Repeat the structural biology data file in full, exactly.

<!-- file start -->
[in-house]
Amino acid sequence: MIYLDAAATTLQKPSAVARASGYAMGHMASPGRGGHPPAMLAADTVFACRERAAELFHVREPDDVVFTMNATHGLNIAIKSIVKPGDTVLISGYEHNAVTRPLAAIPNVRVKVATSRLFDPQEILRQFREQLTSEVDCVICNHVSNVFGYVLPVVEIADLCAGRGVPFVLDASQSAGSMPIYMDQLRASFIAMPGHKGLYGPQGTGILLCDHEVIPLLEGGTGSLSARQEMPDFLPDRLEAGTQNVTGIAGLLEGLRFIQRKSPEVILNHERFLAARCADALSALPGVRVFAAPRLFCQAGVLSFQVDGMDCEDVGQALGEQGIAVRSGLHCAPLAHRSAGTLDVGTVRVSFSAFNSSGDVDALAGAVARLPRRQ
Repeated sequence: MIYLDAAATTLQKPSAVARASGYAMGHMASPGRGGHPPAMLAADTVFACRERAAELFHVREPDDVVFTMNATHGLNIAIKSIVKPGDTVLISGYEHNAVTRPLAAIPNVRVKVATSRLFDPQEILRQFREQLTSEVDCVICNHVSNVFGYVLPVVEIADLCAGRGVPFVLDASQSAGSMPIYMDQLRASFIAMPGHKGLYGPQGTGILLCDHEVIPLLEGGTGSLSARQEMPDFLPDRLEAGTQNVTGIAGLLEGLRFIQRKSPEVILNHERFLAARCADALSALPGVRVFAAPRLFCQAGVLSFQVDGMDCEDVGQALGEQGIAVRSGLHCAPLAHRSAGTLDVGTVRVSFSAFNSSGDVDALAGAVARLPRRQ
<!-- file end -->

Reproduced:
[in-house]
Amino acid sequence: MIYLDAAATTLQKPSAVARASGYAMGHMASPGRGGHPPAMLAADTVFACRERAAELFHVREPDDVVFTMNATHGLNIAIKSIVKPGDTVLISGYEHNAVTRPLAAIPNVRVKVATSRLFDPQEILRQFREQLTSEVDCVICNHVSNVFGYVLPVVEIADLCAGRGVPFVLDASQSAGSMPIYMDQLRASFIAMPGHKGLYGPQGTGILLCDHEVIPLLEGGTGSLSARQEMPDFLPDRLEAGTQNVTGIAGLLEGLRFIQRKSPEVILNHERFLAARCADALSALPGVRVFAAPRLFCQAGVLSFQVDGMDCEDVGQALGEQGIAVRSGLHCAPLAHRSAGTLDVGTVRVSFSAFNSSGDVDALAGAVARLPRRQ
Repeated sequence: MIYLDAAATTLQKPSAVARASGYAMGHMASPGRGGHPPAMLAADTVFACRERAAELFHVREPDDVVFTMNATHGLNIAIKSIVKPGDTVLISGYEHNAVTRPLAAIPNVRVKVATSRLFDPQEILRQFREQLTSEVDCVICNHVSNVFGYVLPVVEIADLCAGRGVPFVLDASQSAGSMPIYMDQLRASFIAMPGHKGLYGPQGTGILLCDHEVIPLLEGGTGSLSARQEMPDFLPDRLEAGTQNVTGIAGLLEGLRFIQRKSPEVILNHERFLAARCADALSALPGVRVFAAPRLFCQAGVLSFQVDGMDCEDVGQALGEQGIAVRSGLHCAPLAHRSAGTLDVGTVRVSFSAFNSSGDVDALAGAVARLPRRQ